8 Tools and Equipment for EMTs and Paramedics
Emergency medical technicians (EMTs) and paramedics are responsible for providing life-saving care for patients. Whenever patients are in a vulnerable situation, they trust the first-responders to do everything possible to help them survive or extend their lives.
Data released in the 2020 National EMS Assessment showed there were more than 42 million local emergency medical service (EMS) responses to 911 calls for medical emergencies and injuries. Of these, 70% were 911 responses to an emergency scene, while 9% corresponded to specialty care transport or interfacility transfer.
Given the nature of their job, paramedic and EMT training includes how to operate a wide variety of medical equipment properly. They undergo in-depth training to arm them with the skills that enable them to respond to medical emergencies.
The Tools of the Trade: Medical Equipment Every Paramedic Should Know
During any shift, responders can face many different kinds of calls. If you plan to pursue paramedic or EMT training, apart from developing the necessary attributes needed by an emergency responder, you also have to learn how to use the tools and equipment that become part of your daily routine.
Heart disease remains a public health crisis in the US. According to the latest numbers from the American Heart Association (AHA), the incidence of emergency medical services out-of-hospital cardiac arrest (OHCA) in adults is 347,322 annually. That means EMTs receive calls to respond to cardiac arrests on a daily basis, which further highlights the importance of knowing how to operate a defibrillator.
Defibrillators help revive someone having a heart attack or if their heart stops and there’s a disruption in the heart’s electrical activity. Defibrillators can also be used when the patient has rapid, irregular heartbeats or extremely rapid heartbeats. Cardiac rhythm problems can cause the heart to stop beating and pumping blood. When this happens, the vital organs are deprived of oxygen and stop functioning. That’s why it’s crucial to “restart” the heart as soon as possible.
Defibrillators are often used in conjunction with an electrocardiogram.
An electrocardiogram (ECG) monitors the patient’s heart rhythms. When used accurately, it helps identify the treatment needed and can save lives. EMTs must recognize the circumstances in which an ECG is needed and know how to attach the sensors and read the results.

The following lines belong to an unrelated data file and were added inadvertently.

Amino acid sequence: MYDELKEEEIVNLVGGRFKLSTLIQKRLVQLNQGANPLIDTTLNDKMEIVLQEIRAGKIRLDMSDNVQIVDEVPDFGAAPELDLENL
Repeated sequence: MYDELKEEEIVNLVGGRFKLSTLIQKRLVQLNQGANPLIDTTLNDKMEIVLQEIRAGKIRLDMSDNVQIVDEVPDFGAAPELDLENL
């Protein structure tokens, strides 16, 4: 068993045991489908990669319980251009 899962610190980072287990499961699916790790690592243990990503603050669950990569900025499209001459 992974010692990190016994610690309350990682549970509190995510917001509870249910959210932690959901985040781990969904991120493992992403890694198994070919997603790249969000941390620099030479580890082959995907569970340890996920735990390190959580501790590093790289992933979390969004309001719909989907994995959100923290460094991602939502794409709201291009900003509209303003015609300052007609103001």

- Infusion Pumps
Patients often need medications to keep them stable. Infusion pumps are critical in ensuring they receive the medications in accurate dosages. This is particularly important when patients need IV fluids. Infusion pumps guide paramedics in the proper titration of the fluids, especially during transport.
- Suction/Suction Pumps
Most patients with secretions or fluids that block their airway benefit from a suction unit to help clear it. The paramedic should know how to properly connect the catheter to the suction unit.
- Spinal Board
One of the most essential tools that EMTs and paramedics have in their vehicles is the spinal board. This tool is often used to provide rigid and stable support for patients suspected to have spinal injuries. In some instances, these boards can also be used to provide support when providing cardiopulmonary resuscitation (CPR) and transporting patients over short distances.
- EMS Bag
EMTs and paramedics have a special bag that contains valuable life-saving medical devices or tools they need when responding to an emergency. It’s a small bag that paramedics can carry while responding to a call. Sometimes, these padded bags can also carry surgical tools, such as bandages, syringes, and dips. Knowing how to keep these bags stocked and organized is a critical skill that can save lives.
Every EMT or paramedic should know how to use a stethoscope. A stethoscope helps emergency responders assess whether the patient’s problem is related to the cardiac or respiratory system. High-quality stethoscopes can hear and identify heart tones and lung sounds with high accuracy.
Specialized EMTs and paramedics should also learn how to operate a ventilator. This medical equipment is critical to help provide mechanical respiration to patients who may be breathing inadequately or not at all. Emergency responders need to know how to adjust settings, including the depth and rate of ventilation based on the patient’s needs.
Keep in mind, paramedic and EMT training also means becoming skilled in the necessary tools and equipment it takes to fulfill the professional, and save lives. To learn more about being an EMT or paramedic. Explore our Programs.
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